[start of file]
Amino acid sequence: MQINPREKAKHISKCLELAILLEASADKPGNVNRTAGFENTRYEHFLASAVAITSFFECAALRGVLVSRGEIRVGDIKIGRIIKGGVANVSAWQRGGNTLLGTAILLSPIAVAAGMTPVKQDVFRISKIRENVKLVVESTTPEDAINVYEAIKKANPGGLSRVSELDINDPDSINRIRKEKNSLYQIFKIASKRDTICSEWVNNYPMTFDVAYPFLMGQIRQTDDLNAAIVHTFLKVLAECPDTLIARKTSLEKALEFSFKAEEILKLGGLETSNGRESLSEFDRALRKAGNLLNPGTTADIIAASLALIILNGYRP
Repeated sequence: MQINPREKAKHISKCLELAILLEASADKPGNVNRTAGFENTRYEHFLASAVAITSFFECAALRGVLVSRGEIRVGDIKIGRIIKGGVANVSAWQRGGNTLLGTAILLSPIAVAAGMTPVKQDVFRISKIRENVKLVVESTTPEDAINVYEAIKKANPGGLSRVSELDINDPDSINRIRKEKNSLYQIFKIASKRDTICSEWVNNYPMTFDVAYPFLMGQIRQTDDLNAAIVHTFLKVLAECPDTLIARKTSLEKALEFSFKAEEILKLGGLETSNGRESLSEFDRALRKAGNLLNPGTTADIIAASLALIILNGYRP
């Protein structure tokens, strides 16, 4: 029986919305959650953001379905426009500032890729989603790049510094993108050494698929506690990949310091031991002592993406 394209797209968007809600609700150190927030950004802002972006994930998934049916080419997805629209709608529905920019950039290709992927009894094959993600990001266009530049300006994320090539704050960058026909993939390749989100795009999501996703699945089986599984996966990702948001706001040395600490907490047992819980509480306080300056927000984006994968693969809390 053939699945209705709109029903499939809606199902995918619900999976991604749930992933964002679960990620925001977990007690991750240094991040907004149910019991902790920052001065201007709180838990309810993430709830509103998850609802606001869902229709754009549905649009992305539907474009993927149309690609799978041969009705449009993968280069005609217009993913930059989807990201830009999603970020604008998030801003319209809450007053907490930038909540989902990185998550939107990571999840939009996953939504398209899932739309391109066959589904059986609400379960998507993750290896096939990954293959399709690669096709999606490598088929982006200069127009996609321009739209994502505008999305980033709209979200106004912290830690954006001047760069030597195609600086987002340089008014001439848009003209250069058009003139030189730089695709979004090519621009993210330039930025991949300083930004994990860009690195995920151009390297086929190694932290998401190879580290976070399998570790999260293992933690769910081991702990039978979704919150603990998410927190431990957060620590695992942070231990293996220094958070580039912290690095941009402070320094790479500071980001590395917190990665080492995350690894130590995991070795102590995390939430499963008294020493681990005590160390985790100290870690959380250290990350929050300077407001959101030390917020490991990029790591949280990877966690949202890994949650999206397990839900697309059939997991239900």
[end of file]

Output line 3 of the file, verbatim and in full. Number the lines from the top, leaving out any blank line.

């Protein structure tokens, strides 16, 4: 029986919305959650953001379905426009500032890729989603790049510094993108050494698929506690990949310091031991002592993406 394209797209968007809600609700150190927030950004802002972006994930998934049916080419997805629209709608529905920019950039290709992927009894094959993600990001266009530049300006994320090539704050960058026909993939390749989100795009999501996703699945089986599984996966990702948001706001040395600490907490047992819980509480306080300056927000984006994968693969809390 053939699945209705709109029903499939809606199902995918619900999976991604749930992933964002679960990620925001977990007690991750240094991040907004149910019991902790920052001065201007709180838990309810993430709830509103998850609802606001869902229709754009549905649009992305539907474009993927149309690609799978041969009705449009993968280069005609217009993913930059989807990201830009999603970020604008998030801003319209809450007053907490930038909540989902990185998550939107990571999840939009996953939504398209899932739309391109066959589904059986609400379960998507993750290896096939990954293959399709690669096709999606490598088929982006200069127009996609321009739209994502505008999305980033709209979200106004912290830690954006001047760069030597195609600086987002340089008014001439848009003209250069058009003139030189730089695709979004090519621009993210330039930025991949300083930004994990860009690195995920151009390297086929190694932290998401190879580290976070399998570790999260293992933690769910081991702990039978979704919150603990998410927190431990957060620590695992942070231990293996220094958070580039912290690095941009402070320094790479500071980001590395917190990665080492995350690894130590995991070795102590995390939430499963008294020493681990005590160390985790100290870690959380250290990350929050300077407001959101030390917020490991990029790591949280990877966690949202890994949650999206397990839900697309059939997991239900």